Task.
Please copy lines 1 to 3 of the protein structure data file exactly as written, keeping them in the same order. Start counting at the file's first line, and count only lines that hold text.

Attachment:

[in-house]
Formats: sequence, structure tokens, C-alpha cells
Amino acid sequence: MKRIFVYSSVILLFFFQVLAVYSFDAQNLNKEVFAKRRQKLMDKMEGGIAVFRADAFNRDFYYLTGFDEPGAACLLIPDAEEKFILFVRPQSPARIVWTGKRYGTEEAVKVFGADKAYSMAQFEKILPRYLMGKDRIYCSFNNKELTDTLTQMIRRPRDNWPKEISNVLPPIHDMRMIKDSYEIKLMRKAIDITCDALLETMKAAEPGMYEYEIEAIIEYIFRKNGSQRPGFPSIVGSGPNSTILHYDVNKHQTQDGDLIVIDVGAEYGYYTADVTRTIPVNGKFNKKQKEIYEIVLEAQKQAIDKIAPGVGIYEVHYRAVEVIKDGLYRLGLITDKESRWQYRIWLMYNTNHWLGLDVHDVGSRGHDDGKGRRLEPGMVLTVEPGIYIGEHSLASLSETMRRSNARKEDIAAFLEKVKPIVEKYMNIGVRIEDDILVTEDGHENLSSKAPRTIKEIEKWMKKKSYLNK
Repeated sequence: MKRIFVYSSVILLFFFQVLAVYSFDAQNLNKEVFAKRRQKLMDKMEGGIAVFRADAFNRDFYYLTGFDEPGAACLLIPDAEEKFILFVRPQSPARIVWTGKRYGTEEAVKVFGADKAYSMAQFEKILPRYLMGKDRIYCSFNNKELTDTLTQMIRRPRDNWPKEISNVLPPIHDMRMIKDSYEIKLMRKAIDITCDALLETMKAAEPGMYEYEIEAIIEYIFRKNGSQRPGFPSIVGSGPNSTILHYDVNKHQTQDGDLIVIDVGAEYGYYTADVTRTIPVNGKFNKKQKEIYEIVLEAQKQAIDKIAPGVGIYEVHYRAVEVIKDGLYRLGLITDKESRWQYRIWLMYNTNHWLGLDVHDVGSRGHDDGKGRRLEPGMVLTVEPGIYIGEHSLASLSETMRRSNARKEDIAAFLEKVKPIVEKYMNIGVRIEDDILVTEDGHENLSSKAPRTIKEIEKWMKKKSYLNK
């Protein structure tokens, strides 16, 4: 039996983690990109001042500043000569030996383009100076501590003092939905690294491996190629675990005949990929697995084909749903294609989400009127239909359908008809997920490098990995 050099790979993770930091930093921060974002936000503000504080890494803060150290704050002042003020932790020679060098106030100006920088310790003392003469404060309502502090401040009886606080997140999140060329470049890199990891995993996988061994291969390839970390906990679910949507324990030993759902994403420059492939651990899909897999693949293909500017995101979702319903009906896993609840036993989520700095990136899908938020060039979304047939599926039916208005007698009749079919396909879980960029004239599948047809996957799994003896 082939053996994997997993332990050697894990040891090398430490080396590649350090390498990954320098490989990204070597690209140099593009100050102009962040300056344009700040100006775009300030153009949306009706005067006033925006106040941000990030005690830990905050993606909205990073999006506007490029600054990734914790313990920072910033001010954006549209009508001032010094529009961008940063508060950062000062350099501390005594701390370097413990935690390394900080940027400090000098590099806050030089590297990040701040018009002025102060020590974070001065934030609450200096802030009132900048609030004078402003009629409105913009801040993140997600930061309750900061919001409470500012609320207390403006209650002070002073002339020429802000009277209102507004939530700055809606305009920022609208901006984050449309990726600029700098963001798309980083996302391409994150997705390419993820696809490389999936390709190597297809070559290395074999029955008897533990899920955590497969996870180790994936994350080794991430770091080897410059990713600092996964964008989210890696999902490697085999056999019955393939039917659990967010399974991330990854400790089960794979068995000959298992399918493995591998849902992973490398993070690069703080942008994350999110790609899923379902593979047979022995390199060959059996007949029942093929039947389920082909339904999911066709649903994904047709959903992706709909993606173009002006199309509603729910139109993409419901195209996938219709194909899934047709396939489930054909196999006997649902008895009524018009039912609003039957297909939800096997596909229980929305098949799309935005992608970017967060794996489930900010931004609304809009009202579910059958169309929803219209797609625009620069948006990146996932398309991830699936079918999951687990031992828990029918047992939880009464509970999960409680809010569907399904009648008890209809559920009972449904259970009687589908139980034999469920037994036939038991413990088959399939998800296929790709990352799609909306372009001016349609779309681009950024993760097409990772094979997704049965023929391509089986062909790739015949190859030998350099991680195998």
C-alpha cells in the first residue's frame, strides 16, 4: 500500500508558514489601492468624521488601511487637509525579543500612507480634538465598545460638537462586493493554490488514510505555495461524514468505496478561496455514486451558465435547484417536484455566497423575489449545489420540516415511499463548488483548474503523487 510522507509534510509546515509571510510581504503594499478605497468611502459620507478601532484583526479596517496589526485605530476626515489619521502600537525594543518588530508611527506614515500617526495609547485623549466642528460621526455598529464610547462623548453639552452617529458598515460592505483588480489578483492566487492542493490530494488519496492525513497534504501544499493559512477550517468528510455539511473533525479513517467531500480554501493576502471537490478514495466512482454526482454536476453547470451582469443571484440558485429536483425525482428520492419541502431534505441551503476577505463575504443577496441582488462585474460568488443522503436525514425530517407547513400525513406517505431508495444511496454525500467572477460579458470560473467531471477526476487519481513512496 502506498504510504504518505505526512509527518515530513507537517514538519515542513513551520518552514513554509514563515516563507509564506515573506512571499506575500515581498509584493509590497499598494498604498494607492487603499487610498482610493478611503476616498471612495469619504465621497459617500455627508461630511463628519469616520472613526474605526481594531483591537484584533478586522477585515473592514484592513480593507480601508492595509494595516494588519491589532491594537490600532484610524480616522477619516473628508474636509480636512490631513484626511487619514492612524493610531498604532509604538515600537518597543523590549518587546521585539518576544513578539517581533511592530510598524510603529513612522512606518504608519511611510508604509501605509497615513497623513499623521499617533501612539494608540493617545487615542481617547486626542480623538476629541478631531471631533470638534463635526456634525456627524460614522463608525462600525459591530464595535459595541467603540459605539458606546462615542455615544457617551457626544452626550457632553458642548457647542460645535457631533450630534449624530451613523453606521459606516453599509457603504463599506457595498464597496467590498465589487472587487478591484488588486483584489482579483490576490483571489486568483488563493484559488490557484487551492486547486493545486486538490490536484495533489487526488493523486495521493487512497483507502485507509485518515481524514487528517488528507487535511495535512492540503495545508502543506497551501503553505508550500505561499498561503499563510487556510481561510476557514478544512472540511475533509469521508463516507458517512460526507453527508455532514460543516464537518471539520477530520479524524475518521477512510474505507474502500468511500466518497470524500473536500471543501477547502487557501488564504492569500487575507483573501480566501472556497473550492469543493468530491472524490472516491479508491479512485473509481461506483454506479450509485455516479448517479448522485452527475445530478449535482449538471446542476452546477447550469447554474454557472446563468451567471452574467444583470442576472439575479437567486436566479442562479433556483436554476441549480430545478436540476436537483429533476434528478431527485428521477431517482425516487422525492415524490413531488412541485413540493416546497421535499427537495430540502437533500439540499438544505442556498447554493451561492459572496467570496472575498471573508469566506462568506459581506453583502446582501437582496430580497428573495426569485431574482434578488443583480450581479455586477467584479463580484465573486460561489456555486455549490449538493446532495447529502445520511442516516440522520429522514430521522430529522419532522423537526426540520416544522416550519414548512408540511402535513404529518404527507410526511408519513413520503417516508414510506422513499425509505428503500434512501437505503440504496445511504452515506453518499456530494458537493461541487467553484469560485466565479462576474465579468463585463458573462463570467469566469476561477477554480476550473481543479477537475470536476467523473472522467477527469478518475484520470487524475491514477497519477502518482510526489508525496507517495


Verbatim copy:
[in-house]
Formats: sequence, structure tokens, C-alpha cells
Amino acid sequence: MKRIFVYSSVILLFFFQVLAVYSFDAQNLNKEVFAKRRQKLMDKMEGGIAVFRADAFNRDFYYLTGFDEPGAACLLIPDAEEKFILFVRPQSPARIVWTGKRYGTEEAVKVFGADKAYSMAQFEKILPRYLMGKDRIYCSFNNKELTDTLTQMIRRPRDNWPKEISNVLPPIHDMRMIKDSYEIKLMRKAIDITCDALLETMKAAEPGMYEYEIEAIIEYIFRKNGSQRPGFPSIVGSGPNSTILHYDVNKHQTQDGDLIVIDVGAEYGYYTADVTRTIPVNGKFNKKQKEIYEIVLEAQKQAIDKIAPGVGIYEVHYRAVEVIKDGLYRLGLITDKESRWQYRIWLMYNTNHWLGLDVHDVGSRGHDDGKGRRLEPGMVLTVEPGIYIGEHSLASLSETMRRSNARKEDIAAFLEKVKPIVEKYMNIGVRIEDDILVTEDGHENLSSKAPRTIKEIEKWMKKKSYLNK